The infinitely small revolutionising medicine


Nanotechnoloy, referred to for the first time in 1959, serves to manufacture, transform or assemble objects at nanometre scale (one billionth of a metre). The procedure applies to numerous sectors such as electronics, the food industry and sustainable development. In the medical field, the association of research with the infinitely small has produced attractive prospects in terms of diagnostic methods and therapeutic approaches and in the improvement of the performance of medicines.

In medical imaging, the properties of iron oxide and photo luminous nanoparticles have already been exploited. Also referred to as quantum dot, they act as a contrast agent by lighting up in the presence of cancerous cells.
New miniaturised diagnosis systems have demonstrated their effectiveness: easy to use, with a simple drop of blood or saliva placed on a nanodevice analysed in only 10 minutes. The data is processed by a software program and then collected on a computer. This is the principle of labs-on-a-chip, a new generation of analysis devices which has proved its worth in searching for molecular abnormalities and, for example, in identifying breast cancers. The detection of the latter, before the first symptoms appear, is essential. Compared with current technologies, labs-on-a-chip are easy to use. They offer a rapid diagnosis while considerably reducing costs and the risks of handling errors.

Miniaturised vehicles for active ingredients

When applied to the delivery of medicines, nanotechnologies have given rise to a new, innovative approach to treatment, the vectorisation of medicines. The innovation lies in the miniaturisation of the structures which contain the active ingredient. They appear in the form of a capsule or a sphere to which an agent is added in order to recognise the target cell. The whole subset conveys the active ingredient while protecting it from the human body’s immune system. The nanomedicines, injected intravenously, act as a Trojan horse. Thanks to their nanometric size, they penetrate the cells where they release the active molecule. The action of the medicine, thus targeted, becomes less toxic for the healthy cells and considerably reduces side effects.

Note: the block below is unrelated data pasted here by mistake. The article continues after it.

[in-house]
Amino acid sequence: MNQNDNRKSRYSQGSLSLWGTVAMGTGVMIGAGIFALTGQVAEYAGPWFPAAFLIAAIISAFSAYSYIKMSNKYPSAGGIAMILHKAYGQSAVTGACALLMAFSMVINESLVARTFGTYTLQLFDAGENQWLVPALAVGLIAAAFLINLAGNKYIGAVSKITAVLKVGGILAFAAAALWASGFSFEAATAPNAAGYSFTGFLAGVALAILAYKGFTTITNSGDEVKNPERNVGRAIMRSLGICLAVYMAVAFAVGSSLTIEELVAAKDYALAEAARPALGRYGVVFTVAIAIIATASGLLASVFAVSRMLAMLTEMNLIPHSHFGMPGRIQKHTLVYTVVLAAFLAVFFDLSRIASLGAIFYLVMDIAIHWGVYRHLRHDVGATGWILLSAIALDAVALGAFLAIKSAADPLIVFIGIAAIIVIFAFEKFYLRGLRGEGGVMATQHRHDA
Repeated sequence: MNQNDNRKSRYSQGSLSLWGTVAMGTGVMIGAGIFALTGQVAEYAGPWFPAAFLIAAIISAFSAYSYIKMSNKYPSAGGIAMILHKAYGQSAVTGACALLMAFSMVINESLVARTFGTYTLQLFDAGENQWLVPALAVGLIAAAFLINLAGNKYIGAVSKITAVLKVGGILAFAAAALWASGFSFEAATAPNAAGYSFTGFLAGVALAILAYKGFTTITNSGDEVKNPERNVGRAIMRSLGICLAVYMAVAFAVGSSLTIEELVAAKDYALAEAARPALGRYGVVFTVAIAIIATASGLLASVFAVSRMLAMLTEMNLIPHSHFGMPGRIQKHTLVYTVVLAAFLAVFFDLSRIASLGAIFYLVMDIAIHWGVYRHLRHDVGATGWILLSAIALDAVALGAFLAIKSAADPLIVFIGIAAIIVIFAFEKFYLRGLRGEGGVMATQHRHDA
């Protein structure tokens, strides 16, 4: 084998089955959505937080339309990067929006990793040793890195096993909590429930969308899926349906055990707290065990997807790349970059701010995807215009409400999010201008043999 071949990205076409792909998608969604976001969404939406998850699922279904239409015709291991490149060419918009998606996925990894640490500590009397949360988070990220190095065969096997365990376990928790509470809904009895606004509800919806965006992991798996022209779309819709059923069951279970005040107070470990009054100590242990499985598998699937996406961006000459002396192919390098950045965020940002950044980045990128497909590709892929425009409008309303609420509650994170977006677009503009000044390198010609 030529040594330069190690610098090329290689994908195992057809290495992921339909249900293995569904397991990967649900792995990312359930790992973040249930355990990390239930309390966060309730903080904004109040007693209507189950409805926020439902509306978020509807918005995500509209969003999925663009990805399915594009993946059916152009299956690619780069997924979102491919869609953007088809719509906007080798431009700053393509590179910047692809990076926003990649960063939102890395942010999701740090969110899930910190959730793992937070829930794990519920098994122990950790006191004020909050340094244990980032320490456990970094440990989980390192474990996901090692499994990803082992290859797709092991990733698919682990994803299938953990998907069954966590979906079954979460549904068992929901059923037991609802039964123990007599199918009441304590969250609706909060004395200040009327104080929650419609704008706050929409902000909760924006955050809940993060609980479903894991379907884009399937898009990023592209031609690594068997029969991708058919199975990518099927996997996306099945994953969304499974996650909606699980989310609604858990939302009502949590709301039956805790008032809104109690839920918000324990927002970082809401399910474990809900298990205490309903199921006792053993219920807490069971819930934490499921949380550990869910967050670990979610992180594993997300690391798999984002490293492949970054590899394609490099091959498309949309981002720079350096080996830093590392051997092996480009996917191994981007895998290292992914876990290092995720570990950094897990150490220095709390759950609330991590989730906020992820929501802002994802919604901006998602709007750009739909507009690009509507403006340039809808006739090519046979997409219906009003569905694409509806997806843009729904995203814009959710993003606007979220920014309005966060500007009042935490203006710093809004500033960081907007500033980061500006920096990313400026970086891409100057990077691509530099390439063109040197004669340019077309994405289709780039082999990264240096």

From a regulatory point of view, the agencies responsible for assessing applications for marketing approval have not, to date, introduced any specific regulations. The two hundred and thirty nanotechnology products already on the market or currently being developed are therefore subject to the same requirements as conventional medicines.

In 20 years, the first generations of nanomedicines have successfully become part of clinical routine and (recent advances) have altered the landscape of traditional medicine. For all that, the full potential of nanomedicine has not yet been exploited and numerous fields of application remain to be explored: tissue regeneration, cardio-vascular and neurodegenerative diseases and infectious diseases. Infinite possibilities remain to be developed.

Sylvie Ponlot